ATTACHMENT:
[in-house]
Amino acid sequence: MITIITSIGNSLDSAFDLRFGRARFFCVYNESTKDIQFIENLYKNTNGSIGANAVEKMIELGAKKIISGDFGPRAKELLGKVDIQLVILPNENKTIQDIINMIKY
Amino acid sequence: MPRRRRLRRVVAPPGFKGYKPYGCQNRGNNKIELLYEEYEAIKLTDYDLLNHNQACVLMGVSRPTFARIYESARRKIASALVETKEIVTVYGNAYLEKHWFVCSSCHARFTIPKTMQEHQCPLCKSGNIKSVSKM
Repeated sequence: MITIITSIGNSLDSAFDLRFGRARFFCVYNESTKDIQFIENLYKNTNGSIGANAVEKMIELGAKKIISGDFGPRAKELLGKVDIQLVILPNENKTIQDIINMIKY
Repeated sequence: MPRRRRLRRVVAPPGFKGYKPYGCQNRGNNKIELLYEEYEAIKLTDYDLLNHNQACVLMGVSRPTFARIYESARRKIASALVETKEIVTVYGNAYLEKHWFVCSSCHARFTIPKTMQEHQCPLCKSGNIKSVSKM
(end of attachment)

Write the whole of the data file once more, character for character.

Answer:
[in-house]
Amino acid sequence: MITIITSIGNSLDSAFDLRFGRARFFCVYNESTKDIQFIENLYKNTNGSIGANAVEKMIELGAKKIISGDFGPRAKELLGKVDIQLVILPNENKTIQDIINMIKY
Amino acid sequence: MPRRRRLRRVVAPPGFKGYKPYGCQNRGNNKIELLYEEYEAIKLTDYDLLNHNQACVLMGVSRPTFARIYESARRKIASALVETKEIVTVYGNAYLEKHWFVCSSCHARFTIPKTMQEHQCPLCKSGNIKSVSKM
Repeated sequence: MITIITSIGNSLDSAFDLRFGRARFFCVYNESTKDIQFIENLYKNTNGSIGANAVEKMIELGAKKIISGDFGPRAKELLGKVDIQLVILPNENKTIQDIINMIKY
Repeated sequence: MPRRRRLRRVVAPPGFKGYKPYGCQNRGNNKIELLYEEYEAIKLTDYDLLNHNQACVLMGVSRPTFARIYESARRKIASALVETKEIVTVYGNAYLEKHWFVCSSCHARFTIPKTMQEHQCPLCKSGNIKSVSKM